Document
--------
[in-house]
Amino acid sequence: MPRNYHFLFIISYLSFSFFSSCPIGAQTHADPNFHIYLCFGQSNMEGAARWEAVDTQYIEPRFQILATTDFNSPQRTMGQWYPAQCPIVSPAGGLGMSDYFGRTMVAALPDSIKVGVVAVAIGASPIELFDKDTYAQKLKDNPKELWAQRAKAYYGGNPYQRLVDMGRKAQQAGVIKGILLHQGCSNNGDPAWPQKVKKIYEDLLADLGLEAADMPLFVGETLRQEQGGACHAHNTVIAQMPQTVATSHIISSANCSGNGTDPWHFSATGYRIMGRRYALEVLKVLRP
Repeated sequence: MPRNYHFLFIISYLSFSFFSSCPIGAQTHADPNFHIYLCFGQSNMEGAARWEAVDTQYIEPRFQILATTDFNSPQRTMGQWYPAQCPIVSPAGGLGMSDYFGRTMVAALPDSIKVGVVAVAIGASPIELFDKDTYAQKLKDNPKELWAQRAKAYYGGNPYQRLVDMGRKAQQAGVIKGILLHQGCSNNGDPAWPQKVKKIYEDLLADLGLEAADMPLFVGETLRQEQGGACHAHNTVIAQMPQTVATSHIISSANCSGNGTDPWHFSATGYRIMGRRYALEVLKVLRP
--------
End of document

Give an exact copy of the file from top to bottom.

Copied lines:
[in-house]
Amino acid sequence: MPRNYHFLFIISYLSFSFFSSCPIGAQTHADPNFHIYLCFGQSNMEGAARWEAVDTQYIEPRFQILATTDFNSPQRTMGQWYPAQCPIVSPAGGLGMSDYFGRTMVAALPDSIKVGVVAVAIGASPIELFDKDTYAQKLKDNPKELWAQRAKAYYGGNPYQRLVDMGRKAQQAGVIKGILLHQGCSNNGDPAWPQKVKKIYEDLLADLGLEAADMPLFVGETLRQEQGGACHAHNTVIAQMPQTVATSHIISSANCSGNGTDPWHFSATGYRIMGRRYALEVLKVLRP
Repeated sequence: MPRNYHFLFIISYLSFSFFSSCPIGAQTHADPNFHIYLCFGQSNMEGAARWEAVDTQYIEPRFQILATTDFNSPQRTMGQWYPAQCPIVSPAGGLGMSDYFGRTMVAALPDSIKVGVVAVAIGASPIELFDKDTYAQKLKDNPKELWAQRAKAYYGGNPYQRLVDMGRKAQQAGVIKGILLHQGCSNNGDPAWPQKVKKIYEDLLADLGLEAADMPLFVGETLRQEQGGACHAHNTVIAQMPQTVATSHIISSANCSGNGTDPWHFSATGYRIMGRRYALEVLKVLRP